Posted on 29 January 2004
A WWF report published today reveals a collection of recent scientific evidence for contamination of both people and wildlife, such as whales, polar bears, seals and falcons, by a wide range of chemicals used in common consumer products. The release of the report marks the launch of WWF's DetoX Campaign for the adoption of a stronger EU law on chemicals.
Brussels, Belgium - A WWF report published today reveals a collection of recent scientific evidence for contamination of both people and wildlife, such as whales, polar bears, seals and falcons, by a wide range of chemicals used in common consumer products.
The release of the report marks the launch of WWF's DetoX Campaign for the adoption of a stronger EU law on chemicals.
While contamination of animals and humans by harmful chemicals such as DDT and polychlorinated biphenyls (PCBs) has been widely documented, the dangers of many chemicals still on the market - and recently studied - are becoming increasingly clear, according to the WWF report Causes for concern: Chemicals and Wildlife
The report highlights perfluorinated compounds, phthalates, phenolic compounds and brominated flame retardants (BFRs) as the most prominent new toxic hazards.
Perfluorinated compounds are used in the production of textiles, food packaging and non-stick coatings such as Teflon, while phthalates can be found in plastics (including PVC), phenolic compounds in food cans, plastic bottles and computer shells, and BFRs in fabrics and TVs.
According to the report, these toxic compounds, which contaminate a wide range of animals, can cause severe health disorders such as cancer, damage to the immune system, behavioral problems, hormone disruption, or even feminization.
Scientists have found perfluorinated compounds - classified as cancer-causing chemicals by the US Environmental Protection Agency - in dolphins, whales and cormorants in the Mediterranean, seals and sea eagles in the Baltic, and polar bears.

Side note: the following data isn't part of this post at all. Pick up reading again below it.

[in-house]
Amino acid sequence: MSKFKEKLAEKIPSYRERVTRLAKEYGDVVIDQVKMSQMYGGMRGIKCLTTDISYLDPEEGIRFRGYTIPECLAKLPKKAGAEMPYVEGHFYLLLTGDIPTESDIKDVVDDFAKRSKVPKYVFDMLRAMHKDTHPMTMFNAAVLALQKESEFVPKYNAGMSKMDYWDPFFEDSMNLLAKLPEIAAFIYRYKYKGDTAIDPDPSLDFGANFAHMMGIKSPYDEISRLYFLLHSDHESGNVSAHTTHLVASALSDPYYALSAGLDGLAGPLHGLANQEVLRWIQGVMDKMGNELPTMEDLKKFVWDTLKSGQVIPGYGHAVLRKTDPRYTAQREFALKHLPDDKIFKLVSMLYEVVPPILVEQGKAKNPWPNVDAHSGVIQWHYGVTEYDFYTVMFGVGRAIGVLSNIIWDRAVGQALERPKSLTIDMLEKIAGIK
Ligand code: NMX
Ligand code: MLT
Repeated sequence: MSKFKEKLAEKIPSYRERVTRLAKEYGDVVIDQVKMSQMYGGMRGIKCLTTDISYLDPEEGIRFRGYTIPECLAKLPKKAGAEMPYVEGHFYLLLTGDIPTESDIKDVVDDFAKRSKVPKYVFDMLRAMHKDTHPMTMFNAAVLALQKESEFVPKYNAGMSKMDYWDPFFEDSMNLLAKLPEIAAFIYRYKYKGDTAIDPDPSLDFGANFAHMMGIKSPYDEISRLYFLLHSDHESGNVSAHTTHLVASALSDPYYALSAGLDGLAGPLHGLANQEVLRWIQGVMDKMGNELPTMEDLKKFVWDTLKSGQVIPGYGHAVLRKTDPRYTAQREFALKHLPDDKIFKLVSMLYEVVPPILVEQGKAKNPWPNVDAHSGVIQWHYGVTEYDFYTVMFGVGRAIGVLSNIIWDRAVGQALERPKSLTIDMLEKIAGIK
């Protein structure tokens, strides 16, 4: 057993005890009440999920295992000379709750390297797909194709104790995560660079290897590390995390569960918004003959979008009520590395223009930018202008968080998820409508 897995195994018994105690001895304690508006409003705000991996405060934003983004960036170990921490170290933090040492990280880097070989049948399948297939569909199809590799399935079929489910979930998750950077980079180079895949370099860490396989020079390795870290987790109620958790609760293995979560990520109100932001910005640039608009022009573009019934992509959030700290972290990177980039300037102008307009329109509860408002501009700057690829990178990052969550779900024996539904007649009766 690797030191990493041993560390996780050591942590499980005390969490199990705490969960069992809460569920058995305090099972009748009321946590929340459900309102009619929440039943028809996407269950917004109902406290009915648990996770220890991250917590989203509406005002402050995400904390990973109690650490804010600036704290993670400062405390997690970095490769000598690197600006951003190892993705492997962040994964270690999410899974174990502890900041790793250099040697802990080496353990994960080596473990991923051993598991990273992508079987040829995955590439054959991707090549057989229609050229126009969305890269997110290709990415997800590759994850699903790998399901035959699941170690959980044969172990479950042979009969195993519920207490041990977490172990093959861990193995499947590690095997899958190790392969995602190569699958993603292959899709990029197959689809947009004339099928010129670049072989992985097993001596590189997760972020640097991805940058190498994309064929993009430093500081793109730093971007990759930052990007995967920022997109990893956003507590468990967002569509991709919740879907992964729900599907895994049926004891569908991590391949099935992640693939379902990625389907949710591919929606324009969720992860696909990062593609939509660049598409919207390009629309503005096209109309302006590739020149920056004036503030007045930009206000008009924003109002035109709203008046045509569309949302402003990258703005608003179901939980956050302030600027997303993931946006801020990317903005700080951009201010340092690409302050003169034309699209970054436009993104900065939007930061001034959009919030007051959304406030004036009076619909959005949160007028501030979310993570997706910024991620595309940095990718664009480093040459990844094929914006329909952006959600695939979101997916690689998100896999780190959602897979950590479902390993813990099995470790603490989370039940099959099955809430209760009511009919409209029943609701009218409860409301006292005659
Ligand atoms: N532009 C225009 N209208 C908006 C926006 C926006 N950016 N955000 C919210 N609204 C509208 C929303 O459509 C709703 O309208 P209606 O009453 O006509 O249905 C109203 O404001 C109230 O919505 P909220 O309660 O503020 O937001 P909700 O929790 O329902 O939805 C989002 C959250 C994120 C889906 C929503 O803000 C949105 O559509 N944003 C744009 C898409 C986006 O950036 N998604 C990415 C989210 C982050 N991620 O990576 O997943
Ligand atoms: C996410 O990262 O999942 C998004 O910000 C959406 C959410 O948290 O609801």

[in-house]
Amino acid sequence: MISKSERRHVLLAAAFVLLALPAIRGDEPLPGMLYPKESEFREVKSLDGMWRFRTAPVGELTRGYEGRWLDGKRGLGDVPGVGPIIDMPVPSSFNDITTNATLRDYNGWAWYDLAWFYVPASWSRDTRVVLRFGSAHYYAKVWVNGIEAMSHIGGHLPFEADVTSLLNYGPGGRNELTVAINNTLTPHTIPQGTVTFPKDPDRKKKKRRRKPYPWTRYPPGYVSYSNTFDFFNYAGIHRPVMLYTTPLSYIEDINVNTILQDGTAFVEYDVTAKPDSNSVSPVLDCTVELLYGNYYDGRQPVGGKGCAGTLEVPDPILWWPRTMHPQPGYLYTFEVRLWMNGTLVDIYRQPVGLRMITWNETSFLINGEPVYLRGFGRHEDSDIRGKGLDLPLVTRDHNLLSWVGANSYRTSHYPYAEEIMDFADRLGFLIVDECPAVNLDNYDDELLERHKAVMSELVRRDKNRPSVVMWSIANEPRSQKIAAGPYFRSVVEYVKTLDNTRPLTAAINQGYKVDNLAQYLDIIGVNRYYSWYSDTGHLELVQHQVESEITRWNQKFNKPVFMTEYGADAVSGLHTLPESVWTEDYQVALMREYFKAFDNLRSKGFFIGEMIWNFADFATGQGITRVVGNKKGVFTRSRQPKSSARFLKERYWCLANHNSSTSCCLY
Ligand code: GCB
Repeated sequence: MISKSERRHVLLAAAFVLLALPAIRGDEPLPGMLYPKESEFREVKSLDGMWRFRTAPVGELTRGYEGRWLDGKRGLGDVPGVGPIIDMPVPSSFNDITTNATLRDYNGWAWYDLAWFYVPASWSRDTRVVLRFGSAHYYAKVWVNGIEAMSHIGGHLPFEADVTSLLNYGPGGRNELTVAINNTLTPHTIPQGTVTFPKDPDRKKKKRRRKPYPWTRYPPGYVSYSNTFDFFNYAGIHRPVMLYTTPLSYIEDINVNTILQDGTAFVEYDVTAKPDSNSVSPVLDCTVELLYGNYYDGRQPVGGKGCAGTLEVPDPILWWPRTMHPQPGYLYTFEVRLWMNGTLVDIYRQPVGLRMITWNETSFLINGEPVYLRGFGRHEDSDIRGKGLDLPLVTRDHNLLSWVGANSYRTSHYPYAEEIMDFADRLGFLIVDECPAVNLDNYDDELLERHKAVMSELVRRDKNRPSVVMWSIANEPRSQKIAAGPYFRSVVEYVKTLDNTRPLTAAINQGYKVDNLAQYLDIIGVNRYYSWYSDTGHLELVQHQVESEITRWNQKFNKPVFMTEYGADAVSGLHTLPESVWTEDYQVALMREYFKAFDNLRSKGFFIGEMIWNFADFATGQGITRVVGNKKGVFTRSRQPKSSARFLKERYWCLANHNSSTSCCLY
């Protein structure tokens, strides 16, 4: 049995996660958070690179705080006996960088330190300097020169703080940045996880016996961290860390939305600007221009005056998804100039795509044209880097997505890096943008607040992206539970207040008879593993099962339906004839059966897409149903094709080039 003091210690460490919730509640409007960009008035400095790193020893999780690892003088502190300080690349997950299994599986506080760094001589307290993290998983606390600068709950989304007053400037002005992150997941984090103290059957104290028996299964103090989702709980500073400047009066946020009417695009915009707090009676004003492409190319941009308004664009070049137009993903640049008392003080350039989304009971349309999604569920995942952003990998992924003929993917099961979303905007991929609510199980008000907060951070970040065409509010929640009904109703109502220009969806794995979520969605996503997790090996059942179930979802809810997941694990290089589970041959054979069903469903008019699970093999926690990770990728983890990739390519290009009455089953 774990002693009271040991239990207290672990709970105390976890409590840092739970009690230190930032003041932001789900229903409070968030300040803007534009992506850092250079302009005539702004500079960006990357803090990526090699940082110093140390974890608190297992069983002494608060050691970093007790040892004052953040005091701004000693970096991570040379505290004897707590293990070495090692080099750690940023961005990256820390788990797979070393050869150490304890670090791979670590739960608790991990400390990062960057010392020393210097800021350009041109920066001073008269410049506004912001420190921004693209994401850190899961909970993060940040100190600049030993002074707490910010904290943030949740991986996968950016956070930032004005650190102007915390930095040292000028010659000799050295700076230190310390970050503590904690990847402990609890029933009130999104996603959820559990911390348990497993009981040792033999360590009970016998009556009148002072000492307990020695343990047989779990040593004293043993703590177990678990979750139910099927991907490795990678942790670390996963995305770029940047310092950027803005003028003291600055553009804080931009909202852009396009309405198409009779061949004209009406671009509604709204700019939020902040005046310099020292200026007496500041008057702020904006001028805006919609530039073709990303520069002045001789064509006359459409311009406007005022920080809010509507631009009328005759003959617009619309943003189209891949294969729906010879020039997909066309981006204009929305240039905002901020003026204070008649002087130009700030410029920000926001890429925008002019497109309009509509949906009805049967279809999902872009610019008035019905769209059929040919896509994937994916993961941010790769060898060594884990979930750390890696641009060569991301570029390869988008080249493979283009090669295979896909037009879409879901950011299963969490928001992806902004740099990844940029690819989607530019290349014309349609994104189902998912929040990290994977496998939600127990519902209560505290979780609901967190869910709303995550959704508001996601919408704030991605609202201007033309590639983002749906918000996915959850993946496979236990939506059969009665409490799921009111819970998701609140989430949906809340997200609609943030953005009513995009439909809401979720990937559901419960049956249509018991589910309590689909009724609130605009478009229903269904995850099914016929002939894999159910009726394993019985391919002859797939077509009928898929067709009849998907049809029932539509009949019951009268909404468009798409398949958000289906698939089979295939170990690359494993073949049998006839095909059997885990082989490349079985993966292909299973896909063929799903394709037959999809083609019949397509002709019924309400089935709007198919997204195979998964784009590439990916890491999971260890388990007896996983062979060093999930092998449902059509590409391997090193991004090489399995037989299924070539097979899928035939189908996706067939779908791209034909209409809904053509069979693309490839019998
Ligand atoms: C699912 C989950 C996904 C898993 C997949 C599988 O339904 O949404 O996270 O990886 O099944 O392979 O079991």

Hundreds of pet birds are thought to be killed by the fumes and particles emitted from Teflon-coated products each year.
Exposure to bisphenol A has resulted in sex reversals in broad-snouted caiman, an alligator relative native to South America ; and BFRs have been found in sperm whales and seals in the Canadian Arctic, and recently discovered in the eggs of peregrine falcons.
WWF believes that existing regulation to protect wildlife and people from these harmful chemicals is ineffective.
The conservation organization calls for the adoption and strengthening of a proposed EU law known as REACH (Registration, Evaluation and Authorization of Chemicals), which would require manufacturers and importers to provide safety information on the 30,000 or so industrial chemicals annually marketed in Europe.
"Scientific research is increasingly documenting the extent of wildlife and human exposure to chemicals. Future dangers will only be averted if the effects of chemicals are exposed and then the dangerous ones are never used," says Clifton Curtis, Director of WWF Toxics Programme. "Perfluorinated compounds are a perfect example of the need of REACH. Manufacturers like 3M and DuPont conducted research on these substances for 30 years but they were not willing to share the results. REACH would not allow that."
The report warns there is also continuing evidence of widespread, ongoing contamination of animals, people and the environment by chemicals that are now banned or restricted (PCBs, DDT compounds, atrazine, tributyltin).
According to WWF, this shows how persistent these substances are and why it is important to prevent newer-generation chemicals from accumulating in the environment and leaving a similar legacy.
WWF stresses that the precautionary principle is indispensable to reduce the risks posed by past and current chemicals.
Embracing this principle, REACH also responds to the lack of safety information on chemicals on the market, the conservation organization says.
"We know that the global production of chemicals is increasing, and at the same time we have warning signals that a variety of troubling threats to wildlife and human health are becoming more prevalent," adds Clifton Curtis. "It is reckless to suggest there is no link between the two, and give chemicals the benefit of the doubt."
For further information:
WWF DetoX Campaign,
tel.: +32 2 743 8806
Olivier van Bogaert,
tel + 41 22 364 9554,
WWF Toxics Programme,
tel.: +1 202 778 9606,